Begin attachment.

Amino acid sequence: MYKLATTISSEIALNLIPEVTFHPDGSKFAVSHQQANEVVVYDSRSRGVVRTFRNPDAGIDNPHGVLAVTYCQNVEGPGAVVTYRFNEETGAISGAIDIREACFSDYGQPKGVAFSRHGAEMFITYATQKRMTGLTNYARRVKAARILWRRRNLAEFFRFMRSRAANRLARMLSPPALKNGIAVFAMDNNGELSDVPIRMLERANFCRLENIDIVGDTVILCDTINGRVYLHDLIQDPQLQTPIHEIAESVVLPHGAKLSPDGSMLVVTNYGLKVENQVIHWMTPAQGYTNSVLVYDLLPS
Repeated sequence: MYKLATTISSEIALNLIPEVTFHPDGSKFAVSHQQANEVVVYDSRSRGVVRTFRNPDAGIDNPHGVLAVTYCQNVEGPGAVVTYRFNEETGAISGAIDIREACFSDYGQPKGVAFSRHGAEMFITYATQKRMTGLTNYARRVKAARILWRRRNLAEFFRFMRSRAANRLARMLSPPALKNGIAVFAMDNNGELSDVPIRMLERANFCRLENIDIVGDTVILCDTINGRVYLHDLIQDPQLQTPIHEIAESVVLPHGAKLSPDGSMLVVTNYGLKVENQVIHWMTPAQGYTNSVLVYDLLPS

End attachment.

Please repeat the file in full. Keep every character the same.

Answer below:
Amino acid sequence: MYKLATTISSEIALNLIPEVTFHPDGSKFAVSHQQANEVVVYDSRSRGVVRTFRNPDAGIDNPHGVLAVTYCQNVEGPGAVVTYRFNEETGAISGAIDIREACFSDYGQPKGVAFSRHGAEMFITYATQKRMTGLTNYARRVKAARILWRRRNLAEFFRFMRSRAANRLARMLSPPALKNGIAVFAMDNNGELSDVPIRMLERANFCRLENIDIVGDTVILCDTINGRVYLHDLIQDPQLQTPIHEIAESVVLPHGAKLSPDGSMLVVTNYGLKVENQVIHWMTPAQGYTNSVLVYDLLPS
Repeated sequence: MYKLATTISSEIALNLIPEVTFHPDGSKFAVSHQQANEVVVYDSRSRGVVRTFRNPDAGIDNPHGVLAVTYCQNVEGPGAVVTYRFNEETGAISGAIDIREACFSDYGQPKGVAFSRHGAEMFITYATQKRMTGLTNYARRVKAARILWRRRNLAEFFRFMRSRAANRLARMLSPPALKNGIAVFAMDNNGELSDVPIRMLERANFCRLENIDIVGDTVILCDTINGRVYLHDLIQDPQLQTPIHEIAESVVLPHGAKLSPDGSMLVVTNYGLKVENQVIHWMTPAQGYTNSVLVYDLLPS